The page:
In the attack on Aleskandrovka 6 hostile tanks with infantry engaged the town from the front with fire from a long range. Two other groups enveloped both tanks. The frontal groups was stopped and beaten back by fire of our tanks (Scheme 2):

        00000011.jpg
        Conclusion: German tanks evade frontal engagements against our tanks. Unusually a smaller part pins down our tanks from the front with fire, while the bulk of tanks attack flanks with support from artillery. Every movement of tanks is supported by artillery and anti-tank guns. Attacks are as a rule supported by bomber and fighter airplanes.

        Motorized rifle battalion should never be employed separately from tanks. Only combined actions lead to success. Motorized rifle battalion should include anti-tank guns (57-mm or more) towed by tanks.

        Due to poor roads existing anti-aircraft weapons lag behind units. The brigade is left with only rifles and machine guns as anti-aircraft weapons. A tracked chassis is needed for anti-aircraft guns. Existing 57-mm self-propelled anti-tank guns mounted on a tractor proved (*) to be effective, yet underpowered. It needs to be mounted on a T-60 chassis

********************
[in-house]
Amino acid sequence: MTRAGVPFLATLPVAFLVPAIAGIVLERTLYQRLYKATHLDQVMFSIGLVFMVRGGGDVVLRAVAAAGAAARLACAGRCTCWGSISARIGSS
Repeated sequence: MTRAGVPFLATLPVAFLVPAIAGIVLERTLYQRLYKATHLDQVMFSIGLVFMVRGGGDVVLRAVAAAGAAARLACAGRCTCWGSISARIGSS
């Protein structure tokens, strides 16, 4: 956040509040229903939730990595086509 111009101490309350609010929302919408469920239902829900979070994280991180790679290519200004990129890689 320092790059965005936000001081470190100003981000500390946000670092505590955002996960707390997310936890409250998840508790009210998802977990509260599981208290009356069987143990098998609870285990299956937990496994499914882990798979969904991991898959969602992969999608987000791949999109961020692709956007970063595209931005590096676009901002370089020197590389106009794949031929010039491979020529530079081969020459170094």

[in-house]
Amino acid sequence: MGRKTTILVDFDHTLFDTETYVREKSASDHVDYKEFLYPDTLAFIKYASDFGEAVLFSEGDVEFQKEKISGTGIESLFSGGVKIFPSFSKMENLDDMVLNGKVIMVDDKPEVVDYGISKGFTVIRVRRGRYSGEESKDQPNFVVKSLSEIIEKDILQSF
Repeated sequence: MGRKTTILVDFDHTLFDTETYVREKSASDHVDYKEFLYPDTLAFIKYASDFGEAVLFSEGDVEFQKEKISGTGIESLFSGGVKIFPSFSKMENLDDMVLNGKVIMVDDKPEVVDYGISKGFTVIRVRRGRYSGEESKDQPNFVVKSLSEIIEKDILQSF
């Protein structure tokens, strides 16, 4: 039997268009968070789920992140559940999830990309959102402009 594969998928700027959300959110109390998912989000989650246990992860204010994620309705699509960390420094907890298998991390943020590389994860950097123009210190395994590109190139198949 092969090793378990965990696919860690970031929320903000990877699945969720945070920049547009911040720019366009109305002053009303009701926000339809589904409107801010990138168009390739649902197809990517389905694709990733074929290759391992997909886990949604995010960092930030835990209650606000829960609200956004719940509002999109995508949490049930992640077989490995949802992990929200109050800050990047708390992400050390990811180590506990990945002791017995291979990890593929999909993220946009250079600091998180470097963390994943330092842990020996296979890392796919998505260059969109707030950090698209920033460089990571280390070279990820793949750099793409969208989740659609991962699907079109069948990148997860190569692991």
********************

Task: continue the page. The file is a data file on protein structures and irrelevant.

- Reconnaissance usually failed to provide sufficiently detailed information on the enemy. On one occasion a tank with infantry riders advanced to Spassko-Mikhalovka and was by hostile fire was opened on it from a range of only 200-300 meters. Combined armed units, including 5 Cavalry Corps, never provided precise information on the enemy, only guesses. Intelligence reports from the 5 CC came one day late. The brigade never received any information from aerial reconnaissance. Further on recon information should be obtained from airplanes by dropped messages or landing near the brigade CP.